Finally, for the density nerds who are still reading this post, I have calculated the 2011 population-weighted density of Greater Melbourne using mesh blocks to be 42.8 persons/ha, which is much higher than the population-weighted density using SA1 geography of 31.8 persons/ha. It’s higher because more non-residential land parcels have been excluded from the overall calculation. If I restrict myself to mesh blocks within the Melbourne urban centre, the population-weighted density is only slightly higher at 45.1 persons/ha.

So if you want to compare population-weighted densities of different cities, you’ll need to make sure you are using equivalent geographic units, which I suspect would be very difficult for international comparisons. An attempt at Australian and Canadian city comparisons was made in the comments section of a previous post.

There you go. Next time someone claims to know the urban density of Melbourne, you can now argue with them for hours about whether you agree with their number and how it should be measured.

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3 Responses to A detailed look at changes in Melbourne residential density 2006-2011

  1. aalisonclarke says:

    Omg that’s a new one: density nerds

    Nice work

    A

    Sent from my iPad

    Like

  2. Tony Morton says:

    Thank you Chris! I’d been meaning to do this exact calculation for years but never got around to marshalling all the CCDs (now mesh blocks).

    What it shows is that the number you get for gross urban density over the metro area can be very sensitive to the way you draw the urban boundary. Subtle changes to the ABS methodology for defining Urban Centres over the years have led to a lot of undeveloped rural land being included within the ‘urban’ area, and hence to an underestimation of overall density in the true urbanised areas, where you want to put things like local bus networks.

    Thus, if you do a naive calculation of gross density for Melbourne using successive Census figures for the population and land area of the ‘Urban Centre’, this appears to show a slight declining trend since the 1990s. Whereas in fact, infill development has made the established suburbs slightly more dense than before, while fringe development has occurred at slightly higher densities than in the 1970s and 1980s. The apparent decline in the naive figure is due to changes in methodology coupled with the blurring of boundaries between established areas like Frankston and Hastings, not to an actual reduction in overall density – quite the opposite.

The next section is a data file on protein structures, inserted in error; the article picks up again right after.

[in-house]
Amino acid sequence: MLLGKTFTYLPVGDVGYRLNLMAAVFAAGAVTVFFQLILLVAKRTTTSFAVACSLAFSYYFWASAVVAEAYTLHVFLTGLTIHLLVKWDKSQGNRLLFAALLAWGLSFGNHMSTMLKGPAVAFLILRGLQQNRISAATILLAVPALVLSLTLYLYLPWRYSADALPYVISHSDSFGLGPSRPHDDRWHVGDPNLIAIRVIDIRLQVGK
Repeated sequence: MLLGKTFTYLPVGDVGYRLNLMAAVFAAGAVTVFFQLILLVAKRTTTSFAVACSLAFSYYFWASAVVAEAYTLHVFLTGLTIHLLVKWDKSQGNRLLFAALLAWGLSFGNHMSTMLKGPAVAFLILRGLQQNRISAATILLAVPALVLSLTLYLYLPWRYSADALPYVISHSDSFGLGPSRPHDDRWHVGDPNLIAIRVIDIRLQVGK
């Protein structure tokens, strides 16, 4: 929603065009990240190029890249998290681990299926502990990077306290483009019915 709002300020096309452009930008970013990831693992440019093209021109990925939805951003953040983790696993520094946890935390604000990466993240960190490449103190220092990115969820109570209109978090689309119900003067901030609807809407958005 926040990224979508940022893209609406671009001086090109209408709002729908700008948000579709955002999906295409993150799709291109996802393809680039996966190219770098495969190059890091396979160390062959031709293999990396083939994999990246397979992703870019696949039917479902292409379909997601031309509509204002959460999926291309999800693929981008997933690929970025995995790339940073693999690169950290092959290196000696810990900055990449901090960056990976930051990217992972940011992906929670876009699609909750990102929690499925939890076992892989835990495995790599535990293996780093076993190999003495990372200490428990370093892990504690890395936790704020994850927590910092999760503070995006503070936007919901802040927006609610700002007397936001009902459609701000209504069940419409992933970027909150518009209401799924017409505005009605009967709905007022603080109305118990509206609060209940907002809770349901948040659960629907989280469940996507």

That a lot of Melbourne’s outer suburbs actually have population densities similar to parts of the inner area was noted by the late Paul Mees in his PhD thesis and then in A Very Public Solution. And I’d always been impressed myself at how dense the Keysborough region has appeared in successive editions of the Melbourne Social Atlas. The key factor here of course is that household sizes are significantly larger on average in the outer suburbs than in the inner city.

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  3. Tom the first and best says:

    A very interesting map. In places the effects of individual developments can be seen.

    I would however suggest that the upper limit for colour distinction of 50 persons per hectare be raised so that the density differences of the more dense areas can be seen. This is particularly the case in the inner city. I think that the Melbourne Urban Centre population weighted density being in the current second highest band is evidence that their should be more bands for the higher density areas.

    Areas consisting of mainly of flats, particularly if they are towers, have a higher density than the terraced areas or new outer suburban subdivisions.

    It would also be interesting to see the median density based on mesh blocks.

    Like